WHO assists the countryside home and orphanage to become self-sustainable
Emma Boafo, Yeboah, Ghana
In July 2001, the WHO Country Office identified and selected the Countryside Childrens Welfare Home and Orphanage to benefit from WHO support with the aim of alleviating poverty through improved health and nutrition.
The Orphanage situated at Ewutu Bawjiase in the Ewutu Efutu District is about 60 kilometers from Accra, the capital city. It was registered with a certificate of incorporation in 1994 and in 1998, received a certificate of recognition trom the Department of Social Welfare as a voluntary organization rendering selfless service to mankind.
Mrs. Emma Boafo Yeboah, the founder and her husband Capt. Rtd. Joe Yeboah run the Home with the support of 14 non-salaried dedicated staff. It has a seven member Board of Trustees which oversees general, fiscal and policy issues and a five member Oversight Committee formed to advise on the joint WHO/ Countryside Orphan- age poverty alleviation projects.
The Countryside Childrens Welfare Home and Orphanage was established at Winneba in the Central Region of Ghana in 1981 by Ms Emma Boafo Wilson, a young caretaker of six needy children who were supported by an American couple. Upon their retirement, Emma was asked to send the children to a Childrens Home and continue her education but Emmas love for the children made her abandon her education and instead used the funds to care for the children.
In 1983, during the great drought, she migrated to Awutu Bawjiase where food was relatively cheaper and lived with 12 needy children in a rented house until 1986 when the present home was partially completed. The Home has since grown in number.
In July 2001 when WHO first visited the Home, there were 73 children made up of abandoned, orphaned and the destitute with ages ranging between 3 months and 17 years. Today there are 126 children registered with the Home, two of them as young as a day old and 28 infants under one year. A number of these children were picked up by social workers from the streets, pit latrines, refuse dumps and from markets where they were left by desperate mothers and relatives.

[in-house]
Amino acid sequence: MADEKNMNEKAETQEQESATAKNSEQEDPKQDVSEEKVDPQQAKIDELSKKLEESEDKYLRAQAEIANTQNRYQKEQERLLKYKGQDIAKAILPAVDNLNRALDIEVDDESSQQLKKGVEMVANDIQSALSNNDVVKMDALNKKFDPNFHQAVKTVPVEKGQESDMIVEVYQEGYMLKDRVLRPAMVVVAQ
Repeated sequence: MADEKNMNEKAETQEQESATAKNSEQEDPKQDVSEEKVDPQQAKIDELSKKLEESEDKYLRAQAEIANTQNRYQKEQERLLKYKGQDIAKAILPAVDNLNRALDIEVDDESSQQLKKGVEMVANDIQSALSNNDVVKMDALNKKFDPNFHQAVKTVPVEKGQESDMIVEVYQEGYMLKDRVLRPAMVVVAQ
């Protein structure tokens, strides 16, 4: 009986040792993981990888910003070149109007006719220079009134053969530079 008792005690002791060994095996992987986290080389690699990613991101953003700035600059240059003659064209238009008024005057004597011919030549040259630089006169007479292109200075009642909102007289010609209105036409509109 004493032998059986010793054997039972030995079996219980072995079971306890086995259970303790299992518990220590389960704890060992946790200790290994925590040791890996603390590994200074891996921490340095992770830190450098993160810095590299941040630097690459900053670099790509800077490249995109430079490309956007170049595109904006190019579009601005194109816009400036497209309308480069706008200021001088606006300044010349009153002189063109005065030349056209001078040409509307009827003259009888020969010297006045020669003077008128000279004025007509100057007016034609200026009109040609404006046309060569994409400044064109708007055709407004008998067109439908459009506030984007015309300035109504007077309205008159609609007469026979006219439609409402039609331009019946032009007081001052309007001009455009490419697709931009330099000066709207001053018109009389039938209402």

The children live in 8 family rooms which also accommodate care mothers and their assistants. Several new members are admitted to the Home every week resulting in facilities being over stretched. The Home needs an annual budget for food, clothing and education for the children. They also need houses to accommodate them.
With this large number of children including babies and teenages, the needs of the home are obviously very large. The vision of the Orphanage is to create a comfortable home for the children, yet with 73 children and only six rooms and scanty bedding at the time, it could provide just the basic needs of food, cloth- ing and shelter through donations from individuals, churches and benevolent organizations.
Even though the Home cultivated food crops and vegetables and raised poultry to supplement the nutritional needs of the children, these were not done on a large scale. With just six sheep, and four goats and less than 20 in their poultry, chickens the home could not keep to three square meals a day.
Who assisted projects
In July 2001 when WHO first visited the Home, it observed that the Home did not have a proper bath house. Both care takers and teenage children were using a structure made of palm fronds as a bathroom.
WHO assisted the Home to build a 12 cubicle bath house at the cost of 30 million cedis.